Commentary: why it is wrong to select embryos to be tissue donors
The announcement of the birth of a son to the Whitaker family, who was selected as an embryo to be a tissue-matched donor for his sick brother, has sparked the usual massive media interest. It seems that the Whitaker family have great public sympathy, and support for their use of the technique. And, as usual, the main voices opposing the use of this technique have been those of the pro-lifers. In my view, the predominant view, which can be summarised as, 'what can be wrong with saving the life of a sick child?', demands a proper response, that is not grounded in the belief that embryos possess a right to life.
Children as things
The main objection to the use of pre-implantation genetic diagnosis (PGD) for this purpose is that it objectifies the child by turning it into a mere tool, and so contradicts the basic ethical principle that we should never use human beings merely as a means to an end (however good that end may be), because they should be treated as ends in themselves. That is the basic ethical objection to slavery, for example. In response to this, it is often said that the new child will be loved for himself, and will not be treated by his parents as a mere tool, and this is no doubt true. However, the Whitakers have made it very clear that their primary purpose for conceiving Jamie was to save their other son. The case against this use of PGD does not depend upon fine analysis of each couple's motivations and emotional states, but on the consequences of breaking the ethical rule. Couples in this position, will nearly always be conceiving the child primarily in order to save the sick child.
While most people would agree with the ethical principle, many people seem to feel that it is a case of abstract principles versus real individual suffering; and because, as is typical in our public discourse, the case is discussed without considering the key context, ie. the overall trends promoted by reproductive and biomedical technology, the reasons for concern about objectification seem remote and theoretical. However, I would argue that these cases, far from being special examples, in which we should allow exceptions to our principles, are in fact typical examples of the way that reproductive and biomedical technologies objectify human beings. And that is why it is so important that we resist the selection of embryos as tissue donors: because these cases significantly advance the objectifying trend, and the consequences of doing so are, in the not so long term, disastrous.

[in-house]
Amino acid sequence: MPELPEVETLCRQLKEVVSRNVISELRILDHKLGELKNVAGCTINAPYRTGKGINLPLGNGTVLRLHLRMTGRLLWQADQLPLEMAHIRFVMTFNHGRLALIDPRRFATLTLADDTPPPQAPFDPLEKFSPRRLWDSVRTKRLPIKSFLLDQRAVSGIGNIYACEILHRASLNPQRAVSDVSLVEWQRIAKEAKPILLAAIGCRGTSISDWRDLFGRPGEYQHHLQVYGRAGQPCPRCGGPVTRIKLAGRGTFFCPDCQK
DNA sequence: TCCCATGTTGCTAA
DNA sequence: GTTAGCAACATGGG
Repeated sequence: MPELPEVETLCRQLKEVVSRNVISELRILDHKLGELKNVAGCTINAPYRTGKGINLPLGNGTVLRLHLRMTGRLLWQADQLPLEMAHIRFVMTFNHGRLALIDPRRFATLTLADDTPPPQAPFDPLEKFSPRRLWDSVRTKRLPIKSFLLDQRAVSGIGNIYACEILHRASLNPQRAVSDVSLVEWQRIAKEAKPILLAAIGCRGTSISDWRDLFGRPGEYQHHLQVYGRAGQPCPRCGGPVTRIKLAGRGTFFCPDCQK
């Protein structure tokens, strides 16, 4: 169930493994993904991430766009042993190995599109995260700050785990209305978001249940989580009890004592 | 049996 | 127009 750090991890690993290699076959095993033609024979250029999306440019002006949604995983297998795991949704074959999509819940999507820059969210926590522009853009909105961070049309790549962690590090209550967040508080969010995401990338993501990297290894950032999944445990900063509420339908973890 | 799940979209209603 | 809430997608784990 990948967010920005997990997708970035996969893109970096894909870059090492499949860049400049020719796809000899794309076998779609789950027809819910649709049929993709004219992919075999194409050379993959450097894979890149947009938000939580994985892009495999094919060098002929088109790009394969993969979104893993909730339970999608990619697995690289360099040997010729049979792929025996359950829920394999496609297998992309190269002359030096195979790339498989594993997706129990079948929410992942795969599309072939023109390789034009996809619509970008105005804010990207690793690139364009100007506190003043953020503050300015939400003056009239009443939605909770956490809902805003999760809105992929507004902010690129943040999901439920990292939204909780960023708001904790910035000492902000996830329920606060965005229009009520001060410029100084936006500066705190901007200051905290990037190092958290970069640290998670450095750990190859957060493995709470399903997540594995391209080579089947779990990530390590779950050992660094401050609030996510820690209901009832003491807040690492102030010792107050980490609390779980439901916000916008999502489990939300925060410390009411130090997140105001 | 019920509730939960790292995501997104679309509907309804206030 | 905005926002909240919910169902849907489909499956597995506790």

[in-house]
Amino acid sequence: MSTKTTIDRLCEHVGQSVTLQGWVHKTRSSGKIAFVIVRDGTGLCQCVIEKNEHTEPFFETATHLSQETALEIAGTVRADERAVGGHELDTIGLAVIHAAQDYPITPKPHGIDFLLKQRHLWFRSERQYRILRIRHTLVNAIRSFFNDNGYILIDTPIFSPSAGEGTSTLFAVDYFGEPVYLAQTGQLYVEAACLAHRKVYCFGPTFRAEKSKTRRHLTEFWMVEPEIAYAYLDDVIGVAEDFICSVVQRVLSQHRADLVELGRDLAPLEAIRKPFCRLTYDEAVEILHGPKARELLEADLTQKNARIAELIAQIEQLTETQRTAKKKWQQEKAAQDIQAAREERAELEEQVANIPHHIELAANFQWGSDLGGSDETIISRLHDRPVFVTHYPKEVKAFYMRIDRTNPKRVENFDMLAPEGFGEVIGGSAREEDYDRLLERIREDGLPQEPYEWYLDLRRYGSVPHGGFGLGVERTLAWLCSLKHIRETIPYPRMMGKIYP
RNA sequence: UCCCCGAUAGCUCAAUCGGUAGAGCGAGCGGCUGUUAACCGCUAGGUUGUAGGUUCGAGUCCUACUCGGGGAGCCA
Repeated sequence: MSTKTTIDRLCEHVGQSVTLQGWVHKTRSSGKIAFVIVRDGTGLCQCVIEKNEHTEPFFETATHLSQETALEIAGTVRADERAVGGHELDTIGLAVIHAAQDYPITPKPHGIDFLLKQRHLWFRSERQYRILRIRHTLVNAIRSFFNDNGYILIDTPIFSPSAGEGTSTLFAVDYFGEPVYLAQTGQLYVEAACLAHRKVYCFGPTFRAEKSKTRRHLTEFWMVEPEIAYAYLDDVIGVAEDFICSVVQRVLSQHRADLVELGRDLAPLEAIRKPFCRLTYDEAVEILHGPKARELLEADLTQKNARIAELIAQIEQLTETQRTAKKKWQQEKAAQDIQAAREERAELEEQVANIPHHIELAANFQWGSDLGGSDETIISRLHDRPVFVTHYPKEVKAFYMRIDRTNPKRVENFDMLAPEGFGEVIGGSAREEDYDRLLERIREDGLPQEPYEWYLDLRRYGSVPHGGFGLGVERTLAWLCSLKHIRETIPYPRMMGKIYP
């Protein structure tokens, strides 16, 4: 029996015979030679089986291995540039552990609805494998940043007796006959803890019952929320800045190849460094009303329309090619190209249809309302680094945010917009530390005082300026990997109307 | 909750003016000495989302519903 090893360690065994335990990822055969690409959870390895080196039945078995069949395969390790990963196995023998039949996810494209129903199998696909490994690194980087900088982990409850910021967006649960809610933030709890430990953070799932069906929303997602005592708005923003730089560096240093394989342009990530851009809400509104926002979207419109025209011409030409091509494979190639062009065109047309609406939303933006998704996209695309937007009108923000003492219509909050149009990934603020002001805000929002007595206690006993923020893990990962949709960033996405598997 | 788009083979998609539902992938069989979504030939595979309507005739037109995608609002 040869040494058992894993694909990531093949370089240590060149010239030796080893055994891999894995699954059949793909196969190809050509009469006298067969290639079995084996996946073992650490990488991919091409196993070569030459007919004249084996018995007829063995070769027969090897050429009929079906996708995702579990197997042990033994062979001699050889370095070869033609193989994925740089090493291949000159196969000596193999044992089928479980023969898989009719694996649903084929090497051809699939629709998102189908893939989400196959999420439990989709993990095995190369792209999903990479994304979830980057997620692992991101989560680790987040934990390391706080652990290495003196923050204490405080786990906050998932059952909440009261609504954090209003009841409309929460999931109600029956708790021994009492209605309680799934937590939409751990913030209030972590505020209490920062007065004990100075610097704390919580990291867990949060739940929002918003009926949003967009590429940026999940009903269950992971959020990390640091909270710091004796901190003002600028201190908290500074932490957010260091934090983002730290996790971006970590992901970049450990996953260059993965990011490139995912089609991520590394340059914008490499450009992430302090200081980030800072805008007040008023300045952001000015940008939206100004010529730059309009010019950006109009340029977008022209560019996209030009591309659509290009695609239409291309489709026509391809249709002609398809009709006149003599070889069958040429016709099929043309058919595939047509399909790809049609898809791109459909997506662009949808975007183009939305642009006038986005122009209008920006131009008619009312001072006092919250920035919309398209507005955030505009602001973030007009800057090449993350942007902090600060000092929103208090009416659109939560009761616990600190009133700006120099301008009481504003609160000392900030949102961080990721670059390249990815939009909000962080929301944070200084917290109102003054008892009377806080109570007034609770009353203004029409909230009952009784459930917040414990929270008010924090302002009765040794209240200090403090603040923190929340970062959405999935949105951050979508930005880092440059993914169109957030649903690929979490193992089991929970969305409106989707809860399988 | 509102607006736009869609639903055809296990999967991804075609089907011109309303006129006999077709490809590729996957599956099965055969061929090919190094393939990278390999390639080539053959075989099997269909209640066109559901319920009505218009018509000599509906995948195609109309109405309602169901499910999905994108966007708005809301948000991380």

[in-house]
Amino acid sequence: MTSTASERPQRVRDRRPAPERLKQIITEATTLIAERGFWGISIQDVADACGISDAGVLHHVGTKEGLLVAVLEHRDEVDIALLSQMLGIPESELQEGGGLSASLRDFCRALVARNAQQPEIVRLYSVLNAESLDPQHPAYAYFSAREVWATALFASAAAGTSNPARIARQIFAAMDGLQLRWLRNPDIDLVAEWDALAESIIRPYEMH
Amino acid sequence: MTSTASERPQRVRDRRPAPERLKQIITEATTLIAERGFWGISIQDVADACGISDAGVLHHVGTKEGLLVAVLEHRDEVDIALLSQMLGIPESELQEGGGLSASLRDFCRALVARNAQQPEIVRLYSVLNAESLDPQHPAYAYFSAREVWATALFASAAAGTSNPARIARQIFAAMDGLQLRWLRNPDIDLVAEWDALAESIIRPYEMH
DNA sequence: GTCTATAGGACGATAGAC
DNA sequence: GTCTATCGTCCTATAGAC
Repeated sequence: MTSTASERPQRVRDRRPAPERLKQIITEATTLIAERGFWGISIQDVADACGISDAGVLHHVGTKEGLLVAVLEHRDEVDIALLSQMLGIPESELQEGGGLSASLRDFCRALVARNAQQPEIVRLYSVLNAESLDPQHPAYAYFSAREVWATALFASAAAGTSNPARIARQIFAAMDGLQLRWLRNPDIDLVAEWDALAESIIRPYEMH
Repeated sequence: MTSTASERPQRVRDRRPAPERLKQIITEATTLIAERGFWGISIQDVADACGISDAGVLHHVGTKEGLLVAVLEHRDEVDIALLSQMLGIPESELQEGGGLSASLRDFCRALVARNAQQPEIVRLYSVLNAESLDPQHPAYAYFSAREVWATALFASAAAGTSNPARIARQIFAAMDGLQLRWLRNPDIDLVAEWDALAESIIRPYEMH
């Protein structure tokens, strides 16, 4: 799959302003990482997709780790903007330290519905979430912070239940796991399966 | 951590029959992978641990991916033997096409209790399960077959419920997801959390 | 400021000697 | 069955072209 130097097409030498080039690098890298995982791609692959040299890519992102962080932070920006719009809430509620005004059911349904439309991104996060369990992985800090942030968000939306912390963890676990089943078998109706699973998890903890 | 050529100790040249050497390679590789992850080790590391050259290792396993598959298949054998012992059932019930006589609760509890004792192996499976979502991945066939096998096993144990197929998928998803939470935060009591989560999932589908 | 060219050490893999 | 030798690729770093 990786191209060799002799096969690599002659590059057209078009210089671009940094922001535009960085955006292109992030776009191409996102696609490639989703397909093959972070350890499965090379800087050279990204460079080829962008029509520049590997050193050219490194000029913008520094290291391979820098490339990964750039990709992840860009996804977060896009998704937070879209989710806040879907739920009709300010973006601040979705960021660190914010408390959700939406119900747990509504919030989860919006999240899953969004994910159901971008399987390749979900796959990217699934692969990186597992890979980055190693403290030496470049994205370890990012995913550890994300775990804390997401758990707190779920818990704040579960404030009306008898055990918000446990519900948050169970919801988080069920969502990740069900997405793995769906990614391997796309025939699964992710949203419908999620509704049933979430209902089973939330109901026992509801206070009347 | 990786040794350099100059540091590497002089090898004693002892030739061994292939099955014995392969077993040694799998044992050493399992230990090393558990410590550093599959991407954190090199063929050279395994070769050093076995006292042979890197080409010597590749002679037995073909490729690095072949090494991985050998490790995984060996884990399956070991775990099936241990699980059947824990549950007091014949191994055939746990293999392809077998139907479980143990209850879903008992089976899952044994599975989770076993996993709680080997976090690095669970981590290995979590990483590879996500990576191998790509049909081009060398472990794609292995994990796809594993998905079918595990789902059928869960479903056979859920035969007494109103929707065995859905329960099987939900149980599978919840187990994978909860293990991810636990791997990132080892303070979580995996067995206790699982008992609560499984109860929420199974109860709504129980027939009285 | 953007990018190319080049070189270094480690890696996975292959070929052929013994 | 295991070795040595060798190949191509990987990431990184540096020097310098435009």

Selection of embryos as tissue donors falls squarely into the objectifying trend in two senses: the literal and the ethical. What makes many people very uncomfortable about biomedical technology in general is the way that the relentless march of reductionist science continually turns human beings, at various stages of development, into human organisms, useful sources of biological raw material for spare parts. As science discovers more and more about the workings of the human body, our bodies are seen as nothing more than machines, with no special moral meaning or dignity, and the pressure to extract various components in order to benefit others becomes ever greater. The problem is the way that this pressure continually leads to the rewriting of ethical rules. Whether it is at the beginning of the lifecycle, with the envisioned creation of cloned embryos purely as sources of stem cells and the proposed extraction of eggs from aborted foetuses for use in IVF, or at the end, with the constant shifting of definitions of death, in order to facilitate the extraction of organs for transplantation, the integrity of human organisms and the ethical rules protecting them seem everywhere under siege from the enthusiasm of biomedical technicians. Only able-bodied post-natal humans seem, for the moment to be safe. The creation of babies as sources of tissue, and, just as shocking, the co-option of reproduction for reasons other than procreation, push the instrumentalisation of human life one step further, and dispose of one more ethical principle. They also set the stage for further steps: how long before we will be told that saving a child this way is the best reason for cloning?; and if we can create embryos and children as sources of cells, if it proves necessary, (perhaps because it proves impossible to create the required organs from embryonic stem cells), why not allow the embryos to grow into foetuses and 'harvest' tissues at that stage?